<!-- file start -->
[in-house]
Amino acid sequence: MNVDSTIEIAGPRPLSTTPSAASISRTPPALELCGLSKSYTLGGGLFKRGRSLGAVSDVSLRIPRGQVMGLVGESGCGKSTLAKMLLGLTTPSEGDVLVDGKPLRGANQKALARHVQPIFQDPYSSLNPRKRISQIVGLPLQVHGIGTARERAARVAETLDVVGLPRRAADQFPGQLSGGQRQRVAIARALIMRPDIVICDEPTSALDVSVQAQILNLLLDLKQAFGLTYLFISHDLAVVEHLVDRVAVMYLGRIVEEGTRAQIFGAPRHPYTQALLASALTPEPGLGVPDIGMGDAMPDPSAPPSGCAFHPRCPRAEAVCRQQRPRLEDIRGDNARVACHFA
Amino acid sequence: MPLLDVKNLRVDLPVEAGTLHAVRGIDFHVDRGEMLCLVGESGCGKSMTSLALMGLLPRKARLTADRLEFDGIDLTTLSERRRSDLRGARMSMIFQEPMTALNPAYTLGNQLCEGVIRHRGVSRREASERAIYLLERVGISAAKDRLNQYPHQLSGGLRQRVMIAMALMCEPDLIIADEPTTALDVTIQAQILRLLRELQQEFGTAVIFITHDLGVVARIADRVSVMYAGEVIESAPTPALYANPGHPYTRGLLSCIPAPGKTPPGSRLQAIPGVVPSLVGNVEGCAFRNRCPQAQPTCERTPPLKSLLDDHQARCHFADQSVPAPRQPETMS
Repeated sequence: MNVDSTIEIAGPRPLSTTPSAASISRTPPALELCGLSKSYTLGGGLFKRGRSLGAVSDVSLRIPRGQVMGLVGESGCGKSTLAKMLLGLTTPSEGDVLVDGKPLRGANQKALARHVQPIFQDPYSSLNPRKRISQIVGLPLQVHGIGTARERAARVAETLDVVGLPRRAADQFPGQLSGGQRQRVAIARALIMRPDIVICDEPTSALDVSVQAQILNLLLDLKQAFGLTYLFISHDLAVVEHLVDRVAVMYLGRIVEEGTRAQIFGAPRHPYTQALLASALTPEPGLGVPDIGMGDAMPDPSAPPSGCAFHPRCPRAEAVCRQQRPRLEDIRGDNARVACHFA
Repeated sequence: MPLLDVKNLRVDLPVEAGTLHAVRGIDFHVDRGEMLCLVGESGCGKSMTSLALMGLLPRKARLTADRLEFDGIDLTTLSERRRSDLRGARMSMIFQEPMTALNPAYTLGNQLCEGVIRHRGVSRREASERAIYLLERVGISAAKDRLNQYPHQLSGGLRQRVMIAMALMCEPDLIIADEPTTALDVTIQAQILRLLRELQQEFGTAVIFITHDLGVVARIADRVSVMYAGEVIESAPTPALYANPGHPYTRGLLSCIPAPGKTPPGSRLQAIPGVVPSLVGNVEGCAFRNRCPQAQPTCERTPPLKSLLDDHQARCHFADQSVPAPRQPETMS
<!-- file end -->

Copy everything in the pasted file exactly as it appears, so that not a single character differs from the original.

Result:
[in-house]
Amino acid sequence: MNVDSTIEIAGPRPLSTTPSAASISRTPPALELCGLSKSYTLGGGLFKRGRSLGAVSDVSLRIPRGQVMGLVGESGCGKSTLAKMLLGLTTPSEGDVLVDGKPLRGANQKALARHVQPIFQDPYSSLNPRKRISQIVGLPLQVHGIGTARERAARVAETLDVVGLPRRAADQFPGQLSGGQRQRVAIARALIMRPDIVICDEPTSALDVSVQAQILNLLLDLKQAFGLTYLFISHDLAVVEHLVDRVAVMYLGRIVEEGTRAQIFGAPRHPYTQALLASALTPEPGLGVPDIGMGDAMPDPSAPPSGCAFHPRCPRAEAVCRQQRPRLEDIRGDNARVACHFA
Amino acid sequence: MPLLDVKNLRVDLPVEAGTLHAVRGIDFHVDRGEMLCLVGESGCGKSMTSLALMGLLPRKARLTADRLEFDGIDLTTLSERRRSDLRGARMSMIFQEPMTALNPAYTLGNQLCEGVIRHRGVSRREASERAIYLLERVGISAAKDRLNQYPHQLSGGLRQRVMIAMALMCEPDLIIADEPTTALDVTIQAQILRLLRELQQEFGTAVIFITHDLGVVARIADRVSVMYAGEVIESAPTPALYANPGHPYTRGLLSCIPAPGKTPPGSRLQAIPGVVPSLVGNVEGCAFRNRCPQAQPTCERTPPLKSLLDDHQARCHFADQSVPAPRQPETMS
Repeated sequence: MNVDSTIEIAGPRPLSTTPSAASISRTPPALELCGLSKSYTLGGGLFKRGRSLGAVSDVSLRIPRGQVMGLVGESGCGKSTLAKMLLGLTTPSEGDVLVDGKPLRGANQKALARHVQPIFQDPYSSLNPRKRISQIVGLPLQVHGIGTARERAARVAETLDVVGLPRRAADQFPGQLSGGQRQRVAIARALIMRPDIVICDEPTSALDVSVQAQILNLLLDLKQAFGLTYLFISHDLAVVEHLVDRVAVMYLGRIVEEGTRAQIFGAPRHPYTQALLASALTPEPGLGVPDIGMGDAMPDPSAPPSGCAFHPRCPRAEAVCRQQRPRLEDIRGDNARVACHFA
Repeated sequence: MPLLDVKNLRVDLPVEAGTLHAVRGIDFHVDRGEMLCLVGESGCGKSMTSLALMGLLPRKARLTADRLEFDGIDLTTLSERRRSDLRGARMSMIFQEPMTALNPAYTLGNQLCEGVIRHRGVSRREASERAIYLLERVGISAAKDRLNQYPHQLSGGLRQRVMIAMALMCEPDLIIADEPTTALDVTIQAQILRLLRELQQEFGTAVIFITHDLGVVARIADRVSVMYAGEVIESAPTPALYANPGHPYTRGLLSCIPAPGKTPPGSRLQAIPGVVPSLVGNVEGCAFRNRCPQAQPTCERTPPLKSLLDDHQARCHFADQSVPAPRQPETMS